Sports fans in California wishing to place a bet have to be getting frustrated by now. There are 30 other U.S. states with legal sports betting right now, as well as D.C. New York launched its massive sports betting market earlier this year, and now all eyes are on the rollout of legal wagering in Ohio, Kansas, and Massachusetts.
And yet California, a state with a population nearing 40 million, still doesn’t have legal sports betting. Well, in just a few months, California voters will decide on the future of sports betting in the Golden State. As with any election cycle, advertisements for and against the various propositions are beginning to air, so let’s check out some of the recently released ads focused on California sports betting.
A Quick Look at Prop 27
There are currently two propositions that look to be on the ballot come election time in November: Prop 26 and Prop 27. Prop 26 is backed by many of the state tribes and would focus on retail sports betting at physical sportsbooks within tribal casino locations and certain racetracks. Prop 27, on the other hand, is supported by a number of different sports betting operators and would confirm online sports betting in the state.
One recent backer of Prop 27 is the MLB, which confirmed its support in an early August statement. A few of the sportsbook companies on the side of Prop 27 include FanDuel Sportsbook, Barstool Sportsbook, DraftKings Sportsbook, Wynn Resorts, Bally Bet, and BetMGM Sportsbook.
Pro-Prop 27 Ad Focuses On Mental Health and Homelessness
This week, two separate advertisements for and against Prop 27 were released. The “Yes on 27” ad from Californians for Solutions features Rachelle Ditmore, co-founder and CEO of City of Refuge in Sacramento. The nonprofit, created by Ditmore and her husband, looks to assist marginalized communities through shelter and support throughout the state of California.
The advertisement focuses on the benefits from the potential tax revenue from sports betting in the state, which would help to fund organizations such as City of Refuge. With the potential 10% California tax rate on sports betting, the majority of revenue would go towards various programs focused on mental health and homelesness.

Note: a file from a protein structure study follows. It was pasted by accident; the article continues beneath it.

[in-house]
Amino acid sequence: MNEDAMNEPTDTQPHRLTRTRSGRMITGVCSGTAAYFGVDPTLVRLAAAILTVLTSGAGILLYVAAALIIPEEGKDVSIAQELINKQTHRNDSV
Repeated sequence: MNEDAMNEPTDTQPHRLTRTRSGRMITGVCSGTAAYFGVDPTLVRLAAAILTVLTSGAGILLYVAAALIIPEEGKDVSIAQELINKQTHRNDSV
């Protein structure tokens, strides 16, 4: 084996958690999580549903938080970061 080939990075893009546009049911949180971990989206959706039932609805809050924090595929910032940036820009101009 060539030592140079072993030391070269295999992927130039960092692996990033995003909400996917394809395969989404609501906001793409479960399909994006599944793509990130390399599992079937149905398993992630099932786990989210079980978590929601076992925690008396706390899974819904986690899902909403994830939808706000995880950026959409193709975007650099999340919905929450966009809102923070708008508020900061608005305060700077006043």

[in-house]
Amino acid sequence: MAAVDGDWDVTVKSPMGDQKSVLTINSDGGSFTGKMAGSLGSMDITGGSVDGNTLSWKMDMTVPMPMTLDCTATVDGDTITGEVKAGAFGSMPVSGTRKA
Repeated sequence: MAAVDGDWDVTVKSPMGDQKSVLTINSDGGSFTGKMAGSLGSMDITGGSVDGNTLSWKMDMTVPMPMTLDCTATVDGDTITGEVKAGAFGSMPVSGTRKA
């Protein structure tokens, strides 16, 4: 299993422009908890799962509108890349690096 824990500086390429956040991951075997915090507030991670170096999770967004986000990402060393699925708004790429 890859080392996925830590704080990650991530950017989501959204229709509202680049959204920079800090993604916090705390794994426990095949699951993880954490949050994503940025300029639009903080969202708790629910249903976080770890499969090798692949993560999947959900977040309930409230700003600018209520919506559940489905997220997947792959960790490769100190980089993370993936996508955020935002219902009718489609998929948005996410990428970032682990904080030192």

Anti-Prop 27 Ad Centers Around Tribal Opposition
A second advertisement was released this week that urges Californians to vote against Prop 27. The ad from the Coalition for Safe, Responsible Gaming points out that the majority of California tribes are against the online sports betting proposition. This advertisement is partially a response to an earlier claim from Californians for Solutions that declared support from tribes. The ad proclaimed that only three tribes are currently in support of Prop 27, compared to a list of over 50 against it.
But the concerns go beyond the majority of tribes opposing the proposition. According to Casino.org, California Nations Indian Gaming Association chairman James Siva believes that the online betting initiative could disrupt current funding streams as well as endanger Native American gaming as a whole. With the election coming in November, the futures of both Prop 27 and Prop 26 will be fascinating to watch.